Sake World Email Newsletter #160
October, 2013

Dozo, dozo!

In This Issue


Rice Woes

Events: Sake Professional Course in Japan!,  Las Vegas, and Sake Tours for 2014

Sake Education Central

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October Greetings to all readers,

Sake Brewing begins this month! 

Autumn Bamboo

As it seems to almost every year in Japan, summer defiantly hung on until one day it almost instantly morphed into fall. I think that happened this morning. 

It is indeed a tumultuous period of time in everything from weather to politics. With fall tastings just finished, and Sake Day just beyond us, most brewers are just about now beginning their first batches. Diligent cleaning and disinfecting will be followed by starting the first batches and feeling out the year's rice. The hot summer is expected to make the rice harder than usual, and brewers will need to tweak it to coax out the flavors. Let us encourage them from afar.

Other upcoming news: 

I will hold the autumnal Sake Professional Course October 28 to 30 in Las Vegas, Nevada. Hang around after the course for Halloween in Vegas - that has to be fun. You can learn more below, or by sending me an email to that purport. There are still one or two seats open. 

The Japan-based Sake Professional Course is now open for registration. Learn more below.

And... as a sneak announcement, I will be starting a sake-only English language magazine due out the middle of next month. Sake Today is what it will be called, and you can learn a bit more here , where you can also follow us via the usual suspects of social media. 

And please, as always, enjoy the newsletter - preferably with a glass of fresh sake! 

Warm regards,
John Gauntner

Rice Woes 

Of all the problems the sake industry faces – sake has dropped to eight percent of all alcohol consumed in Japan – a shortage of sake rice is not one that they need at this point in time. But it is one they must now deal with.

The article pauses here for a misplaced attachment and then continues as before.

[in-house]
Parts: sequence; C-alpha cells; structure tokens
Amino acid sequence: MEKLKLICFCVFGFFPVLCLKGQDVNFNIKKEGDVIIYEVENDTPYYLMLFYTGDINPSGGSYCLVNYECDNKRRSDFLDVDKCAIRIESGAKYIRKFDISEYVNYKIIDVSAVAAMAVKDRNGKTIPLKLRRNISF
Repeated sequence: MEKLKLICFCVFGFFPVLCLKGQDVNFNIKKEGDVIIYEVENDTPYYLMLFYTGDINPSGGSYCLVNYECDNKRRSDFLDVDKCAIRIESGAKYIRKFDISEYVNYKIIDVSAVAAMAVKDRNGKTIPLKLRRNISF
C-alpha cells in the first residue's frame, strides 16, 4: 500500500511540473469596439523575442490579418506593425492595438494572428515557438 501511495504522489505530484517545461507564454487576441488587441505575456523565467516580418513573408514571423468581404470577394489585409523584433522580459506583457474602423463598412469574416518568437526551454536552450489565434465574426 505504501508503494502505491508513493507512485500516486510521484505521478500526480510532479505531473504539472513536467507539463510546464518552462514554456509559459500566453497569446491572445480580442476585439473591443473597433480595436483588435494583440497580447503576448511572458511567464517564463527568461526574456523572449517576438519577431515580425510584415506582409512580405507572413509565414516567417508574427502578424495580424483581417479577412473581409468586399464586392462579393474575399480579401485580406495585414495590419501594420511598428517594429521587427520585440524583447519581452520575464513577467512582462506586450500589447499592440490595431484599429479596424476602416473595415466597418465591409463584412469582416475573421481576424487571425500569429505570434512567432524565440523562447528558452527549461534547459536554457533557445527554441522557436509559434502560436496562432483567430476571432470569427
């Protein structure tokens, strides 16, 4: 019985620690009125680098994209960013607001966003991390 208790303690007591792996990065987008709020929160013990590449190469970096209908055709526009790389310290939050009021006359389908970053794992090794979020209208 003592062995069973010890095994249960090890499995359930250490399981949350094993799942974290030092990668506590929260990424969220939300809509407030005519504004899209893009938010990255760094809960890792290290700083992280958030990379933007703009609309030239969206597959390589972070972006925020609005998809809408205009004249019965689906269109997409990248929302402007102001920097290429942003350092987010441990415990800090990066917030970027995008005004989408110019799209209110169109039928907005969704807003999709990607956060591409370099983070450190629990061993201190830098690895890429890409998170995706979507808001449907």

Several brewers I have spoken with have prefaced their comments about the coming year with,” If we can get the rice. But I think we will be OK.”

As most readers surely remember, sake rice is different from table rice in many ways, including size, higher starch content, lower fat/protein content, and a physical structure that places the starch in the center. That last point allows producers to mill it more and more, thereby grinding away more of the outside and remove more fat and protein, leaving only the starch behind. And sake rice costs much more too – as much as two to three times more than some table rice.

Table rice can, in fact, be used to make sake. But premium sake can be much more easily made to be wonderful when sake rice is used. Actually, perhaps 75 percent of all sake is not made using sake rice, but instead using table rice. Still, sake rice is indispensable to making great sake for sure. And sake rice is an official and separate classification, not just a nickname.

But recently, the government has been trying to reduce the number of fields on which rice is grown in an effort to stabilize the price of table rice on the market. As a part of that policy they have thrown sake rice in with table rice in terms support and subsidies for things like fertilizer and insecticides.

While that is all fine and good, the real truth of it all is that yields for table rice are much higher than sake rice. And if a farmer is going to get no more help on sake rice than table rice, there is a lot more money to be made on rice with higher yields per field. As such, most farmers then go for the most economically sound decision for themselves.

Certainly there are those that grow sake rice by direct, mutually agreed upon contracts. But the majority of it goes through the standard channels of agricultural co-ops.

So in the end, brewers are running into shortages of Yamada Nishiki and other sake rice types as a direct result of these policies. Note, too, that this goes against the current efforts of at least three government ministries that are trying hard to increase exports of sake around the world. Apparently, these policies are being reviewed in search of a solution.

Rice, inspected, bought through a co-op

As one concrete example, I ran into the toji of a kura from Yamaguchi Prefecture, the makers of Kahori-tsuru at a recent industry tasting. They, and another brewer down there whose sake I like, use a sake rice called Saito no Shizuku (“Droplets of the Western City”) in some of their products. I am fond of it, and struck up a conversation with him that began with me expressing as much.

“Yeah, I like it too, and I like using it,” be started off, “but I can’t hardly get the stuff!” He continued to explain that, as great as it is to have a local sake rice that supports local economy and regionality, it was like pulling teeth to get a farmer to grow it.